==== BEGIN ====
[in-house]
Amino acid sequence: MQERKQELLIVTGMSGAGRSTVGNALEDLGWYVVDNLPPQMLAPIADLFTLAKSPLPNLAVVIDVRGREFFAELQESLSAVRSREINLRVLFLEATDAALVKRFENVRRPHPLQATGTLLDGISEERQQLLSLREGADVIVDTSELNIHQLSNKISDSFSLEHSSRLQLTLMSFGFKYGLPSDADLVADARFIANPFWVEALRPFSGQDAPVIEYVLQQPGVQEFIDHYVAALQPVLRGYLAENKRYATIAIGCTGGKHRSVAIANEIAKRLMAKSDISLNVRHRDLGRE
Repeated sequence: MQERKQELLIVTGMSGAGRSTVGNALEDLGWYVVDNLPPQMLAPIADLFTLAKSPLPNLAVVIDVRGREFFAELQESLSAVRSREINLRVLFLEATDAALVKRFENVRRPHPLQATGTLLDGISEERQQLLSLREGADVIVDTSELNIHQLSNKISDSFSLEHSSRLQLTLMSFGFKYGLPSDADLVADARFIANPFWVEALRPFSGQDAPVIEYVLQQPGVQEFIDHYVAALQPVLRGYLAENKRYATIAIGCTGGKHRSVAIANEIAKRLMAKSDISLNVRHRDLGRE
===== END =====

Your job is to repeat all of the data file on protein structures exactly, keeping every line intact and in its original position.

[in-house]
Amino acid sequence: MQERKQELLIVTGMSGAGRSTVGNALEDLGWYVVDNLPPQMLAPIADLFTLAKSPLPNLAVVIDVRGREFFAELQESLSAVRSREINLRVLFLEATDAALVKRFENVRRPHPLQATGTLLDGISEERQQLLSLREGADVIVDTSELNIHQLSNKISDSFSLEHSSRLQLTLMSFGFKYGLPSDADLVADARFIANPFWVEALRPFSGQDAPVIEYVLQQPGVQEFIDHYVAALQPVLRGYLAENKRYATIAIGCTGGKHRSVAIANEIAKRLMAKSDISLNVRHRDLGRE
Repeated sequence: MQERKQELLIVTGMSGAGRSTVGNALEDLGWYVVDNLPPQMLAPIADLFTLAKSPLPNLAVVIDVRGREFFAELQESLSAVRSREINLRVLFLEATDAALVKRFENVRRPHPLQATGTLLDGISEERQQLLSLREGADVIVDTSELNIHQLSNKISDSFSLEHSSRLQLTLMSFGFKYGLPSDADLVADARFIANPFWVEALRPFSGQDAPVIEYVLQQPGVQEFIDHYVAALQPVLRGYLAENKRYATIAIGCTGGKHRSVAIANEIAKRLMAKSDISLNVRHRDLGRE